We're driving down the road in our minivan, and Reese points out the dark clouds ahead. Storm clouds -- or any weather that remotely hints at a thunderstorm -- always catch her attention, revealing the twinge of nervousness she's harbored since our house was struck by lightning two years ago. But this time she didn't seem nervous, just thoughtful.

"What if," she began, "instead of raining rain, it rained apples. Apples would pour from the sky and they'd be all over the ground. Instead of thunderstorms, we'd have an applestorm."

Her eyes shined with the possibility. Apples! Falling from the sky!

"Would I be able to eat the apples?" she asked.

Joel answered her before I had the chance. "I tell you what, Reese. If it rains apples, you can eat as many as you want."

"Really? Yes!" She paused then added, "Thanks, Daddy."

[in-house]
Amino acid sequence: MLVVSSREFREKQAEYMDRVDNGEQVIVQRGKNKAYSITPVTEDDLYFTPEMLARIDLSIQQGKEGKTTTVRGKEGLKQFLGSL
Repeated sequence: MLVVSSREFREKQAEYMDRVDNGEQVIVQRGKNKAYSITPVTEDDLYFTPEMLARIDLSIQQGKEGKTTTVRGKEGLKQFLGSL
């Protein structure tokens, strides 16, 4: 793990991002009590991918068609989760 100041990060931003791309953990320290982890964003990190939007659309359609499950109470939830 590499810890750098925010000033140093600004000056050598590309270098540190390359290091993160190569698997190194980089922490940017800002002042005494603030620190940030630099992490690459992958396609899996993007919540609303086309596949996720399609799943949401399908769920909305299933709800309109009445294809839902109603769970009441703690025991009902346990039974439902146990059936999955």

For the next few minutes she looked out the window, quiet. I wondered if she was imagining how she'd harvest the apples, if she was pondering what she'd do if apples actually rained from the sky. Would she eat them until her stomach hurt? Throw them like baseballs? Attempt to stack them like blocks? Ask me to bake pies? Run outside with an umbrella and a helmet to soak up the experience?

I'm so glad it was Joel who answered her question. I was poised to answer with a less exciting response -- a literal response, an adult response, a response that would have highlighted the boring fact that apples are not a form of precipitation.

It would have been true. It also would have stifled.

This experience reminded me of an old Calvin and Hobbes comic. Calvin approaches his mother and announces that he's decided to grow a beard -- a long beard like the guys in ZZ Top. His mother's response? "That's nice, Calvin. Go ahead and do that."

Hers was a perfect response, as was Joel's. The responses didn't promise the kids that they'd get what they hoped for, but they also didn't snuff out their creativity. Kids will learn soon enough that beards don't grow overnight and that apples will never rain from the sky. Why dampen their imaginations before they can dream about what would happen if they could?

1 comment

  1. Raining apples sounds very dangerous, but perhaps apple slices would have a gentler impact? Plus, less work to make them into pie?


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